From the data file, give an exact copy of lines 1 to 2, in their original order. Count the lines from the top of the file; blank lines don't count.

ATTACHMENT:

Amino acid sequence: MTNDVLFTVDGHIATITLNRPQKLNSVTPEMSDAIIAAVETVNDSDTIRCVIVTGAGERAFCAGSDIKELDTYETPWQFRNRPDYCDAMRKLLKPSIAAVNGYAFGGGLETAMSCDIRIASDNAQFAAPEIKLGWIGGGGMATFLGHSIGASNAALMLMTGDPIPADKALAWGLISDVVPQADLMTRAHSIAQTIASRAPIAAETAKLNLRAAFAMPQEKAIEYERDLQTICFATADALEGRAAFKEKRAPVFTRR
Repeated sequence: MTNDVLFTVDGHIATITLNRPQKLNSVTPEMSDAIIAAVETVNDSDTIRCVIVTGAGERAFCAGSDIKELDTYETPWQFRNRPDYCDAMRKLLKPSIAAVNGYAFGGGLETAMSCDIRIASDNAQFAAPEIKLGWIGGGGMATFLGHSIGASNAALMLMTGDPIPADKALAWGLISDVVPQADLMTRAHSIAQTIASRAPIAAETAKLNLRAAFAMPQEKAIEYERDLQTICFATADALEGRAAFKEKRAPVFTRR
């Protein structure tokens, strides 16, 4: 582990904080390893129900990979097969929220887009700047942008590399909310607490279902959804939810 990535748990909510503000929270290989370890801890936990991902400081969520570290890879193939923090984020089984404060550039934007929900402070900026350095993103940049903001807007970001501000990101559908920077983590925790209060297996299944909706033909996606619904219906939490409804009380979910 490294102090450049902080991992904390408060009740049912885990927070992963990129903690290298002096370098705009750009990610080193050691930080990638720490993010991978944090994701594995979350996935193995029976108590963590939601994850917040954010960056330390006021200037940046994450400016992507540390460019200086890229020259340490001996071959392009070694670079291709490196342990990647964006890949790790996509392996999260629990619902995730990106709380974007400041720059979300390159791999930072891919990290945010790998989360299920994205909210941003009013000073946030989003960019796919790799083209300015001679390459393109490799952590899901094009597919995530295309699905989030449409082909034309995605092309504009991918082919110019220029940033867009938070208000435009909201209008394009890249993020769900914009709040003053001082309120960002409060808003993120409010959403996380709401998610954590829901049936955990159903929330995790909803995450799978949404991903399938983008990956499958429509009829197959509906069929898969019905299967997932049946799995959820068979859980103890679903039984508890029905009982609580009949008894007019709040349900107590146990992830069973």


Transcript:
Amino acid sequence: MTNDVLFTVDGHIATITLNRPQKLNSVTPEMSDAIIAAVETVNDSDTIRCVIVTGAGERAFCAGSDIKELDTYETPWQFRNRPDYCDAMRKLLKPSIAAVNGYAFGGGLETAMSCDIRIASDNAQFAAPEIKLGWIGGGGMATFLGHSIGASNAALMLMTGDPIPADKALAWGLISDVVPQADLMTRAHSIAQTIASRAPIAAETAKLNLRAAFAMPQEKAIEYERDLQTICFATADALEGRAAFKEKRAPVFTRR
Repeated sequence: MTNDVLFTVDGHIATITLNRPQKLNSVTPEMSDAIIAAVETVNDSDTIRCVIVTGAGERAFCAGSDIKELDTYETPWQFRNRPDYCDAMRKLLKPSIAAVNGYAFGGGLETAMSCDIRIASDNAQFAAPEIKLGWIGGGGMATFLGHSIGASNAALMLMTGDPIPADKALAWGLISDVVPQADLMTRAHSIAQTIASRAPIAAETAKLNLRAAFAMPQEKAIEYERDLQTICFATADALEGRAAFKEKRAPVFTRR